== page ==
Lately I'm reading up on the new Telecommunications Act. Last week I printed a copy from the Internet and stuffed it in my briefcase. Each night on the train I give it a go and skim a few sections...
Collision or Coexistence: The FERC, the CPUC, and Electric Restructuring
Will the Crown accept the olive branch offered by its colony, or will conflict ensue? That was the question posed on July 13 by Thomas Page, CEO of San Diego Gas and Electric Co., at the "Western States Workshop on California Restructuring," the first industrywide meeting to discuss the policy proposals issued six weeks before by the California Public Utilities Commission (CPUC).The Crown sent its emissaries. Arriving from the Federal Energy Regulatory Commission (FERC), both Chair Elizabeth Moler and Commissioner William Massey attended the meeting and pledged their cooperation. But their royal prerogative they would not cede. The colony may experiment, but the Crown will decide.
Common Faith, Diverging Paths
The CPUC and the FERC share a common faith that, on a macroeconomic scale, the generation market is or can be made workably competitive, allowing policymakers to lower the price of electricity by effectuating competition among sources of electric generation. Nevertheless, each agency has mapped out a different path to its desired result.
The CPUC's "Majority Pro-posal"1 does not effectuate retail wheeling. It offers a model fashioned on a wholesale pool of generation that would forge a real-time, spot market in electric power. An independent system operator (ISO) would run the transmission system and dispatch generating plants to ensure supply and delivery of wholesale power. The ISO would do this independently of any generator or owner of transmission facilities. Thus, the majority proposal represents a form of wholesale market restructuring; retail assets are converted to wholesale supply. Retail competition is furthered through Contracts for Differences (CfDs) (a financial hedge against the wholesale pool price), thereby permitting "virtual direct retail access." These contracts would act as a financial hedge, with settlements based upon the spread between the pool price and the contract price for bulk power. But by electing a reform of wholesale markets, the CPUC acknowledges FERC authority over many of the essential features of the state's plan.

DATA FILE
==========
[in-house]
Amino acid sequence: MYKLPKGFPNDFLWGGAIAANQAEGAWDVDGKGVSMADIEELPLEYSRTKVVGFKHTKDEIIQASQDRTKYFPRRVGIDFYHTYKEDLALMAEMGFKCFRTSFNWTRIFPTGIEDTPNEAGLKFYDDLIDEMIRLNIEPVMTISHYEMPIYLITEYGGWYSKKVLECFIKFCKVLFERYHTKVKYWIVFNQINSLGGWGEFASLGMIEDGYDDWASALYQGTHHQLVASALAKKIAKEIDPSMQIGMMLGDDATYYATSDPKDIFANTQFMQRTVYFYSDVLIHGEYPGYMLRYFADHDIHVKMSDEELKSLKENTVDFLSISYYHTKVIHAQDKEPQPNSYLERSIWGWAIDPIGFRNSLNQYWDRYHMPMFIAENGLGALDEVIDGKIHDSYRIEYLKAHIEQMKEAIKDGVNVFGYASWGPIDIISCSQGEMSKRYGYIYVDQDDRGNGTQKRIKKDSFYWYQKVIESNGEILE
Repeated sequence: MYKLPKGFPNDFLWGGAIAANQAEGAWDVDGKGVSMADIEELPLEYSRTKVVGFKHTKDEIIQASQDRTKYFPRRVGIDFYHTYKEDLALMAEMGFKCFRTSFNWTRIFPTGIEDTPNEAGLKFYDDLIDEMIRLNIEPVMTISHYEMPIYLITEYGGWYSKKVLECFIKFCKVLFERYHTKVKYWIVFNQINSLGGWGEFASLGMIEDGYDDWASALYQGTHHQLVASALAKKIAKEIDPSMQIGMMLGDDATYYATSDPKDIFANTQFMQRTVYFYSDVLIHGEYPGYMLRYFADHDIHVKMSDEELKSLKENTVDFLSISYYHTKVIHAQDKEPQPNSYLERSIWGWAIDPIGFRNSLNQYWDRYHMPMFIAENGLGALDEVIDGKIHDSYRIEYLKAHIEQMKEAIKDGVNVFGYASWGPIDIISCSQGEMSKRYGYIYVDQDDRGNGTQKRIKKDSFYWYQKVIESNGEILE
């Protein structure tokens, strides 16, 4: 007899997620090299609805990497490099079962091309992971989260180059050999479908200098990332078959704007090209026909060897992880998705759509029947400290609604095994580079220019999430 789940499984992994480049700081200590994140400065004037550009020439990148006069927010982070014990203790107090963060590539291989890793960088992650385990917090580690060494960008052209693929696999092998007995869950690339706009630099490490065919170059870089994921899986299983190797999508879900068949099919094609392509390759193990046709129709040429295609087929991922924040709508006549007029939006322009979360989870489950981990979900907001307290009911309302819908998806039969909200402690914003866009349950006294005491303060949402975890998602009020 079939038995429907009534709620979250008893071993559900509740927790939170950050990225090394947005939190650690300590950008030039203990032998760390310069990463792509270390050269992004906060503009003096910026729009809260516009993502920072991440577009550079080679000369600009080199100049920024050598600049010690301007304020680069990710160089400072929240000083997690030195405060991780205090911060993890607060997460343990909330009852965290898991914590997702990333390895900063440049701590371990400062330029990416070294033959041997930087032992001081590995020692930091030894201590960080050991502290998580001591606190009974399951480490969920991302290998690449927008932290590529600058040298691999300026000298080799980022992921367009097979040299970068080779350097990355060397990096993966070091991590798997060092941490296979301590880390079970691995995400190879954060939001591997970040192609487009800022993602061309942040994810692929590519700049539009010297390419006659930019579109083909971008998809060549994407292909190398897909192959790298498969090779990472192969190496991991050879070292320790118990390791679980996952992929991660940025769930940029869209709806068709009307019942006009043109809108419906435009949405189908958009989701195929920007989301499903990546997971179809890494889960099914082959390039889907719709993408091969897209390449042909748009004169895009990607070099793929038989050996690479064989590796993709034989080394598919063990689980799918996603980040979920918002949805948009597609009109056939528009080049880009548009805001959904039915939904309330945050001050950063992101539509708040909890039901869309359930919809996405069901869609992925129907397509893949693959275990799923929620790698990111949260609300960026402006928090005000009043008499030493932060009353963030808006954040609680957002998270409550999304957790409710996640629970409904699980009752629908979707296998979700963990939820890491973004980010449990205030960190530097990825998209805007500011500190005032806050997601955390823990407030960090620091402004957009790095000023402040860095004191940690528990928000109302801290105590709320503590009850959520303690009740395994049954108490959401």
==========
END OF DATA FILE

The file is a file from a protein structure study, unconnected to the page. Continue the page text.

The FERC has selected a different model. It proposes to restructure the interstate transmission and bulk-sales market. The FERC's Open-Access Model2 requires all utilities subject to its jurisdiction to file transmission tariffs that provide point-to-point and network transmission services that are open, unbundled, and nondiscriminatory. It effectuates competition through the idea of transmission provided as an independent commodity, with power traded via bilateral contracts.
Perforce, the FERC ostensibly addresses competition only at the wholesale level (em the nominal extent of its jurisdictional reach under the Federal Power Act (FPA). That market historically has featured long-term transactions in which bilateral power contracts were the norm. Over time, the number of market participants has grown with more interconnections. And, with the passage of the Energy Policy Act of 1992 (EPAct), participation levels are growing with the tide of exempt wholesale generators and power marketers.
The market structure at the state level is far different. The retail market is characterized by a wide variety of consumers, ranging in power-purchase expertise from large, savvy industrial concerns to residential neophytes. Whereas direct retail access through bilateral contracts would permit large firms to reap immediate benefits, it remains unclear how